John Viniello, president of the National Fire Sprinkler Association, is stepping down after 28 years on the job.
In announcement on the Patterson, N.Y.-based organization’s website today, Viniello writes that he’ll retire as of March 1. “I will turn 70 years of age at the end of February and it’s time step down. It’s been a great run.”
He said that Russ Fleming, NFSA’s executive vice president will handle day-to-day association matters until a new president is elected. “I will work with him to insure a smooth transition of responsibilities,” Viniello pledged.
I haven’t met Viniello personally but have interviewed him over the phone on a number of stories. I’ve been impressed with the way he always returns my calls so promptly. I think that’s because he’s so passionate about the need for fire sprinklers that he never wants to miss an opportunity to get publicity for the cause.
A recent letter that he posted on the site is a good example of his passionate feelings about fire sprinklers. It’s an open letter to Chicago media outlets regarding a tragic fire in a high-rise apartment complex in that city last week.
A 32-year-old woman who lived at the Lake Shore Drive building died when she arrived on the 12th floor by elevator after a fire had begun in an apartment belonging to other tenants, the Associated Press reported. The elevator door opened onto an inferno and Shantel McCoy died of carbon monoxide intoxication and inhalation of smoke and soot, the AP said.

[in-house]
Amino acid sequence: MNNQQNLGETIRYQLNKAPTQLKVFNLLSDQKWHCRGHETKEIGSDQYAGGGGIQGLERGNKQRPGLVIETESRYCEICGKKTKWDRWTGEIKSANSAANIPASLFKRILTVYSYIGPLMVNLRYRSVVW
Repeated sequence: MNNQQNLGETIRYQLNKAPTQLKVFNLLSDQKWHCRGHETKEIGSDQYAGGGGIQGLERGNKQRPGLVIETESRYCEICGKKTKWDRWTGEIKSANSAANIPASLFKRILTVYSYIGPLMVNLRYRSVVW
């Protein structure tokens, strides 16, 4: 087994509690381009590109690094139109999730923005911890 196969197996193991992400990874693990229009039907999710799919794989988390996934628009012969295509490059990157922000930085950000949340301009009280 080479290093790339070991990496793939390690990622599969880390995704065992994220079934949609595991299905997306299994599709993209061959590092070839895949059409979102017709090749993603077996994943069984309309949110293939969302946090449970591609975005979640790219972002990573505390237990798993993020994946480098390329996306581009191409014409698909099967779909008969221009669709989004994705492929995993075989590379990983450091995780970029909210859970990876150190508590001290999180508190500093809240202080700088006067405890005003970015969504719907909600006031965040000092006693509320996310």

McCoy’s mother has filed a wrongful death lawsuit against the companies that manage the building, the AP said. It said the Chicago Sun-Times reported that JoAnn McCoy claims her daughter still would be alive if a sprinkler system had “been in place to put out the Jan. 9 fire.”
Such a tragedy could happen again, Viniello warns in his strongly-worded letter to the editor. Here’s what he wrote:
Elevators stopping at the fire floor…no fire sprinklers installed. Sounds more like the script from the film “The Towering Inferno”. Yet, sadly it happened once again in the City of Chicago. It becomes painfully evident that hundreds of thousands of residents living in high-rise buildings throughout Chicago are at risk of dying in a fire. These “ovens in the sky” will continue to kill or injure Chicagoans, including firefighters, because of a failed administration, including the former and current Mayors and Board of Alderman. They all lack the political will to enact legislation that requires retrofitting these unsafe building with life saving fire sprinkler systems. It is not a question of if it will happen again. It’s a question of when. How high does the “body count” have to get before the city administration becomes proactive rather than reactive? Sadly, those “who cannot remember the past are condemned to repeat it.